Are you receptive or resistant to marijuana businesses in Juneau?

I’m sort of middle of the road on this. I’m really glad that we won’t be incarcerating people for simple marijuana offenses, but in my view we would have been better off with decriminalization. There’s a lot of talk about economic opportunity; I don’t think it’s going to change our budget, but there is some room for a few businesses.

What specific zoning restrictions, if any, should the city implement with regard to marijuana businesses?

There’s going to be some definite restrictions; these establishments, wherever they are, they obviously should not be near schools. But specifics about allowing them on one of the side of the street or another, those things are going to have to work through the Marijuana Committee and Planning and Zoning Commission.

City responsibilities

What is the city doing that it shouldn’t?

If the (state) budget crunch becomes very severe, the assembly may have to look at what kind of services we can’t afford to do in the future. The assembly had that conversation a year ago and nobody came up with a class of services that we should eliminate.

What is the city not doing that it should?

I think there’s a number of things the city should be doing. The biggest issue we’re facing when it comes to economic development is housing. Every economic development idea that you have, it always circles back to housing. And there is a number of things that we are not doing that municipalities all around the country are doing — that is putting our economic clout behind housing projects.

(We could use) private purpose bonds to lower the cost of housing financing. We don’t use our land base as an actual equity tool. An example: if a developer is looking at a $10 million project and needs to come up with $3 million in private equity, a lot of that is usually tied up in land. The city, if they have a piece of land that they want to develop could actually hold that as part of an equity interest in the project and not get paid until the project sells and that would really make things easier for developers.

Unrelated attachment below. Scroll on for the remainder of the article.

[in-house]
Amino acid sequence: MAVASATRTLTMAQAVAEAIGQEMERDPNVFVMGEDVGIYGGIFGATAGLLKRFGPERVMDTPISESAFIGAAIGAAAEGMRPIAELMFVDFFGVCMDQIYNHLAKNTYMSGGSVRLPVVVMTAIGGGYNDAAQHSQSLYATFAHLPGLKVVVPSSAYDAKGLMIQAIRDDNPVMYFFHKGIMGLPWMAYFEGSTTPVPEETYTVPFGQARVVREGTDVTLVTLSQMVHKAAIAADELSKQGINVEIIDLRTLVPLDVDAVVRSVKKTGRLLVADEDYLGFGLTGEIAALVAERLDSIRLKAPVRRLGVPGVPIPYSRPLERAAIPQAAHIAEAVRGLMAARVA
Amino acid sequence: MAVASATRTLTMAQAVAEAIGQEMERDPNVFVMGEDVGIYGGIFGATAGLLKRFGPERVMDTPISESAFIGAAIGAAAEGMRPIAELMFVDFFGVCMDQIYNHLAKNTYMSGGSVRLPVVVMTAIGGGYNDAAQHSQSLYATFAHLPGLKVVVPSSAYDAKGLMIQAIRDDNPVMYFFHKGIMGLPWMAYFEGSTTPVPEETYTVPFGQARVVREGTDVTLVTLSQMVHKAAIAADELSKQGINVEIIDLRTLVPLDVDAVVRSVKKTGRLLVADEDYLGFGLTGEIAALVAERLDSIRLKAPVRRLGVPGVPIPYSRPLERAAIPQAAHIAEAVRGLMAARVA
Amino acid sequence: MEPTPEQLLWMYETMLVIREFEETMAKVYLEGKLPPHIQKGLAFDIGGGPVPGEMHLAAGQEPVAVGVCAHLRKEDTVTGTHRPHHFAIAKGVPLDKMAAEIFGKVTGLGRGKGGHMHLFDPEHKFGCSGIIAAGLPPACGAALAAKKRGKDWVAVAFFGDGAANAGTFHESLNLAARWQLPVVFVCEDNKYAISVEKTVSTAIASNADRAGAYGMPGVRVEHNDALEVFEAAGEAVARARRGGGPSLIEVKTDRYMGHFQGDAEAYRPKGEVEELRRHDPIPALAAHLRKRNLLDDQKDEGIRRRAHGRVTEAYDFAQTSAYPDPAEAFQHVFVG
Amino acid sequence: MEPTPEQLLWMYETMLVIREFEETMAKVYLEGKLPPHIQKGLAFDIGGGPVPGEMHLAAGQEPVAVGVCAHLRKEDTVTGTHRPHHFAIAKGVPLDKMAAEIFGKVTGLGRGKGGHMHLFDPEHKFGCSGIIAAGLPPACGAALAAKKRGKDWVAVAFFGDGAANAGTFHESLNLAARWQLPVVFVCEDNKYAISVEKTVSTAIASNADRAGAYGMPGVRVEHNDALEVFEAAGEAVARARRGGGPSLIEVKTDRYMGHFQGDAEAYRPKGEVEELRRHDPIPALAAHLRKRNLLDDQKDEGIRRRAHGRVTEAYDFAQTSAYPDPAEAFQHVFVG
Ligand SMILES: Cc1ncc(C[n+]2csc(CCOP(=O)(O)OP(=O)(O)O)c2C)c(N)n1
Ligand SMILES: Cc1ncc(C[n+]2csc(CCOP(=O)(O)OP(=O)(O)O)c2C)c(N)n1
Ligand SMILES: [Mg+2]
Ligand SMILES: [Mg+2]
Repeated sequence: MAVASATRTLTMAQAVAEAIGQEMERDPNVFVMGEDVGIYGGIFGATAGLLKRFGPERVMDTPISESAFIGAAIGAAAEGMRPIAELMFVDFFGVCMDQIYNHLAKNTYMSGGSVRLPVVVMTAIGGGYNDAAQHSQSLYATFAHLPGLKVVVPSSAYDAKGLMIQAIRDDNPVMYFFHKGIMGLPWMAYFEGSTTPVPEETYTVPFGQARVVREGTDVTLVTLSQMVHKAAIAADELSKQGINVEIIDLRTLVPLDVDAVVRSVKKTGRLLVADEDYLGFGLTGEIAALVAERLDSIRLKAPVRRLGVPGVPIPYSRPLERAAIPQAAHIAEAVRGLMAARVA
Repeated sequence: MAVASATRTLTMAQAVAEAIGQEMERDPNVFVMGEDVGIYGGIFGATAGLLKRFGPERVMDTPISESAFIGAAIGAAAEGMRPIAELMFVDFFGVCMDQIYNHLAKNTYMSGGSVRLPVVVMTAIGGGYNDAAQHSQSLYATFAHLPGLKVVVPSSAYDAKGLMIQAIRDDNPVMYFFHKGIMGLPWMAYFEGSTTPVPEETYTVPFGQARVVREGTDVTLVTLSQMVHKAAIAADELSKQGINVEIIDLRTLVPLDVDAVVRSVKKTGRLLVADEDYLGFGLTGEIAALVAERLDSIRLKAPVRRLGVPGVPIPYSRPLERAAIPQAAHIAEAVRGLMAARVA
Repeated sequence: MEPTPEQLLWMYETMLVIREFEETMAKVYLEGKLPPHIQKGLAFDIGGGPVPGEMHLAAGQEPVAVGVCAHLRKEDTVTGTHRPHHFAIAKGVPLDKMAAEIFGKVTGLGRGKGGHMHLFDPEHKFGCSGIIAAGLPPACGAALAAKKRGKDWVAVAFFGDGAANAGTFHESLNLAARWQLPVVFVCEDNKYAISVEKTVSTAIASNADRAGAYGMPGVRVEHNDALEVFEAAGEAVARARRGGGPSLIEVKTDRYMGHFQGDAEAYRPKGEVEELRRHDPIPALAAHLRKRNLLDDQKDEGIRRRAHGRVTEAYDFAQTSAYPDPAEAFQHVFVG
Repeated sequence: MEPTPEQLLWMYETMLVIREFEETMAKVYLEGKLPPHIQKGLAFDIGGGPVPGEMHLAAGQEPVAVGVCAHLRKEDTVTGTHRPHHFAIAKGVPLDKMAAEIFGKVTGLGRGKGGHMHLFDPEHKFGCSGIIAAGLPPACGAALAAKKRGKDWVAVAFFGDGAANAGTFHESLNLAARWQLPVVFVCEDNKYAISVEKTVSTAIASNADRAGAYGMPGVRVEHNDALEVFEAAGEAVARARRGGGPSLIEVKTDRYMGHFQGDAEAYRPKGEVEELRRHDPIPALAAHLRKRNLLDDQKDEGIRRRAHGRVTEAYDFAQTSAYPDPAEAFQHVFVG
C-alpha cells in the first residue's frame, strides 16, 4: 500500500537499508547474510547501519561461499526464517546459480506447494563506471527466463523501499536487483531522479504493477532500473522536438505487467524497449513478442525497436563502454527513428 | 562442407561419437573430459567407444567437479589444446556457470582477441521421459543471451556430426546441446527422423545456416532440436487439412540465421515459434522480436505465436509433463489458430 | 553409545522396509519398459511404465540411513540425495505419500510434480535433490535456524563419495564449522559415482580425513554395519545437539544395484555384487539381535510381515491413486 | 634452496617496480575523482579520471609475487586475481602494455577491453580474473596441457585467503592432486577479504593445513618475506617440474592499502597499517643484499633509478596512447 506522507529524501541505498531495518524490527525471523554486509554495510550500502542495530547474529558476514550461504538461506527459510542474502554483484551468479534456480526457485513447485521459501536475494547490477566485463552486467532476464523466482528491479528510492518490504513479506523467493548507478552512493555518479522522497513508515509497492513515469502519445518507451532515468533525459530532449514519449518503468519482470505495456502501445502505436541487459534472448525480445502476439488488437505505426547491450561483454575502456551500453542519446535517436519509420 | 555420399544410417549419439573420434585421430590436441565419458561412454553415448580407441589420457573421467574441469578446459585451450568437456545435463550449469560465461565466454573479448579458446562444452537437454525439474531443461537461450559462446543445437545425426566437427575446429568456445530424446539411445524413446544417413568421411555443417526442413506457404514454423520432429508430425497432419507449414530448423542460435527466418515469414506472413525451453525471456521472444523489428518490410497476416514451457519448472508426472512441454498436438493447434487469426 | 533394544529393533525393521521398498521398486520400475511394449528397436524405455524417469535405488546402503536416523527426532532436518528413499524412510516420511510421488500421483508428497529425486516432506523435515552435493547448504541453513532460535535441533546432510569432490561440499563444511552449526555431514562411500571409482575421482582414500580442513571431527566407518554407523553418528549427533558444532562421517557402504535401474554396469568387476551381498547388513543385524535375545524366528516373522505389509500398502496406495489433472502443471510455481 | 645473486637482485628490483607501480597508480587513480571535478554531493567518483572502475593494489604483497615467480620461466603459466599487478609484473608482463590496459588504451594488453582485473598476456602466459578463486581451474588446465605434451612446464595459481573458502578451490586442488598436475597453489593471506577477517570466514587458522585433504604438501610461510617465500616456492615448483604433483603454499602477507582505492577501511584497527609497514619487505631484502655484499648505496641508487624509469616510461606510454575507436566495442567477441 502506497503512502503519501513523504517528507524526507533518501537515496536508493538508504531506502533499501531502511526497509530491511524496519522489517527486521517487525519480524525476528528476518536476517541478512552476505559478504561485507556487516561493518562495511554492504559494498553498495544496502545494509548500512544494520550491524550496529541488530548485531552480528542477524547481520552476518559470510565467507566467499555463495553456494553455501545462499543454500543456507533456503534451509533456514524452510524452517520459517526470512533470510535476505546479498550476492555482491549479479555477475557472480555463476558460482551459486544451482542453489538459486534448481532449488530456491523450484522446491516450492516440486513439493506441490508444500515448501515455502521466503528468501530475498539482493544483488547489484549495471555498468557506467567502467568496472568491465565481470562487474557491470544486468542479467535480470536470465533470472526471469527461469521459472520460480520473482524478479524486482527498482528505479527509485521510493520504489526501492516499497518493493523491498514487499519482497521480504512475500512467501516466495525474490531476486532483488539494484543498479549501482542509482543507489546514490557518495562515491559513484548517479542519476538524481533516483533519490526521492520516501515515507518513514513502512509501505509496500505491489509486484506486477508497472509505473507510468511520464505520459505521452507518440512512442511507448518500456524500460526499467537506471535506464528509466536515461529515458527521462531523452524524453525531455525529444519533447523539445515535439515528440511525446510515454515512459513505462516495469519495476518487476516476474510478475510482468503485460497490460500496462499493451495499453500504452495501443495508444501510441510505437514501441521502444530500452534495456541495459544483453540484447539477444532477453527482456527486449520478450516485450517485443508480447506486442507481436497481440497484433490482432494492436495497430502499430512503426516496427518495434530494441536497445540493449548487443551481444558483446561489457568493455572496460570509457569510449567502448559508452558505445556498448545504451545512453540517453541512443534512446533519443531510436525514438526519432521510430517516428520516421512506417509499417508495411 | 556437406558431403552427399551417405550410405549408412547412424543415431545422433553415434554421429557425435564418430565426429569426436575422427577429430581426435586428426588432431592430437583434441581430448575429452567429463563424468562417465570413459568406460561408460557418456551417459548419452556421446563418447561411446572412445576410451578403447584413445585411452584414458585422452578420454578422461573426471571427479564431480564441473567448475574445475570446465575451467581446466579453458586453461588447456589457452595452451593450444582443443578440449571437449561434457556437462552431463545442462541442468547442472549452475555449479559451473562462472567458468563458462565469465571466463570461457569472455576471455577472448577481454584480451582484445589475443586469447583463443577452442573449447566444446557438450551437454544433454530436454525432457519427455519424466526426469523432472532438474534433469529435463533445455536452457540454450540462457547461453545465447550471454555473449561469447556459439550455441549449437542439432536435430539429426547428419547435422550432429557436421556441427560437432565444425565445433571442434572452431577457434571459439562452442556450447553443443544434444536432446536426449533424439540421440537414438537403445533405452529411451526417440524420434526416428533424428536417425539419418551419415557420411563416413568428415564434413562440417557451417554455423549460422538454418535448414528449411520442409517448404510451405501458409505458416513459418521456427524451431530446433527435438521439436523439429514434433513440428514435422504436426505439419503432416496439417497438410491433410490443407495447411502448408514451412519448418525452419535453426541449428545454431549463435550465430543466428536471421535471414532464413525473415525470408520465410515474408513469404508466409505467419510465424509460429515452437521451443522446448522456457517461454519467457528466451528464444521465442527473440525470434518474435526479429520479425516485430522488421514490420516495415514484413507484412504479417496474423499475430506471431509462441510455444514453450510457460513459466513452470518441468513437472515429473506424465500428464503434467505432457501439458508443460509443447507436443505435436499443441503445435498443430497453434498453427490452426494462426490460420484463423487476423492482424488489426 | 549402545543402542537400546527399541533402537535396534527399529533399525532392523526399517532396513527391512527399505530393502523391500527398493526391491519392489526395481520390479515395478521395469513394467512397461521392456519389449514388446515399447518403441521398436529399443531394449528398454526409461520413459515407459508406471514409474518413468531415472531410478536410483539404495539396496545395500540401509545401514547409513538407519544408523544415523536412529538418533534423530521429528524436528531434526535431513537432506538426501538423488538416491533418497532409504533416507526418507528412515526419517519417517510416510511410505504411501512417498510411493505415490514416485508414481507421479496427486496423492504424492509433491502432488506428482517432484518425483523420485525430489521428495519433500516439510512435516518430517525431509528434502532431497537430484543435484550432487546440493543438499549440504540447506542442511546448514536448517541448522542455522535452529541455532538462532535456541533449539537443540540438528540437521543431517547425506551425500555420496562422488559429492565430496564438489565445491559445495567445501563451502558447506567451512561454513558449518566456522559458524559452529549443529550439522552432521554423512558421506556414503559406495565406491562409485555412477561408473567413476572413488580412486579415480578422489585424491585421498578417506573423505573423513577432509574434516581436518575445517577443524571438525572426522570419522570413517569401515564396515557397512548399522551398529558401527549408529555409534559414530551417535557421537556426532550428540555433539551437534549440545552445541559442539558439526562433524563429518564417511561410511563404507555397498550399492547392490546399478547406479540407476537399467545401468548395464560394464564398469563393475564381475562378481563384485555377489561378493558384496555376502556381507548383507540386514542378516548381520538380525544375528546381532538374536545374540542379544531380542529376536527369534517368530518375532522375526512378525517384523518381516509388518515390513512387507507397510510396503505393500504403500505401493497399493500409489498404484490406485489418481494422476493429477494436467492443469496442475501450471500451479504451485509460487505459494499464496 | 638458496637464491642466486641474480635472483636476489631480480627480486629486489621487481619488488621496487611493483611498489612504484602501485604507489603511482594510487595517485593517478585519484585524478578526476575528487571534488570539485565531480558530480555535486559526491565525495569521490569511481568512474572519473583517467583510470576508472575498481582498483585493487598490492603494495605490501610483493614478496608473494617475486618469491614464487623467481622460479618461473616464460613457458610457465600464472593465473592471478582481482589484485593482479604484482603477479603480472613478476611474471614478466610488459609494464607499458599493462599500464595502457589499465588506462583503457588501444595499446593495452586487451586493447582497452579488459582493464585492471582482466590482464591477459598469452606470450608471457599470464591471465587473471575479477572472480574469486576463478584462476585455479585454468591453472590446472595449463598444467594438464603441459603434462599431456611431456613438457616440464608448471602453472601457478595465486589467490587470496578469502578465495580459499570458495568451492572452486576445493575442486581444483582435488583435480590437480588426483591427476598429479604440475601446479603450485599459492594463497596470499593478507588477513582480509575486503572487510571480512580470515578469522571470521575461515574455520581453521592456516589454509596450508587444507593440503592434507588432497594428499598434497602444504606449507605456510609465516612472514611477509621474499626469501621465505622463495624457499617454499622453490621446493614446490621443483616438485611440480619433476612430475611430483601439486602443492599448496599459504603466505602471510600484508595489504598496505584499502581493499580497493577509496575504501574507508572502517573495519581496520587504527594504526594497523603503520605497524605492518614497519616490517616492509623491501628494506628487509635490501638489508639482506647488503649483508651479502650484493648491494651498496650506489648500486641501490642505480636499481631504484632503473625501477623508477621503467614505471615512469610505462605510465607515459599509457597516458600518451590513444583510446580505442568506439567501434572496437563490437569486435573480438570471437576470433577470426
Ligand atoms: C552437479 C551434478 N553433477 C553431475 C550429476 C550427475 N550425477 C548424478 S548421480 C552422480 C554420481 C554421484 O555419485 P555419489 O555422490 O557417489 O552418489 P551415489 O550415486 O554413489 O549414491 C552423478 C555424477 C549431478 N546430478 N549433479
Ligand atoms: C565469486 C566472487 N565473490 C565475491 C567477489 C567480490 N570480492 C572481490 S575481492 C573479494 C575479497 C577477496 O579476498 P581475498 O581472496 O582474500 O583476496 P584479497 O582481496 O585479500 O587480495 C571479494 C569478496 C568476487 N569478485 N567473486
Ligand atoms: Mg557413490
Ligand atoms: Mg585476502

I think we can move the development needle with that kind of activity; we haven’t done that kind of thing and we really need to.

Blighted properties

With blighted private properties in Juneau, do you prefer a laissez­-faire approach, like with the Skinner Building, or something more aggressive that risks the taxpayers’ money, like with the Gastineau Apartments?

I think the blighted properties issue is pretty important. There’s been a number of them downtown, the notable one is the Gastineau, where you have an unresponsive owner and it puts the city in a very tough spot. One of the things we could look at is a blighted properties ordinance.

The city has been very reluctant to exercise eminent domain and I understand that. I support the effort to get rid of it at this point in time. I think we could have been more active with regard to the Gastineau and should have been.


With regard to housing, what do you think about the city’s zoning and building codes?

There has been some work on Title 49, which is good. We can always work to make sure that the permitting process is as unconvoluted as possible and streamlined.

The Willoughby plan was interesting because it changed allowable densities and parking requirements; I think that’s good and we need to capitalize on that. It’s really a question of the city being more active and less standoffish with developers.

Local contributions to education

The Alaska Supreme Court is deliberating on Ketchikan’s lawsuit that claims that requiring local governments contribute to public schools is unconstitutional. What’s your take on the case?

The sentiment that I get in Juneau is that we try to support our schools as much as we can; that reflects a strong commitment to education which I share and would always seek to fully fund schools.

I’ve got a 5-year-old grandson who is just starting kindergarten, so I have a personal interest in making sure schools are good for his sake. But it’s also an economic development issue. If you want to bring businesses here, a lot of their decision making involves things like schools. We have to be good in that regard. We have to have a good solid school system.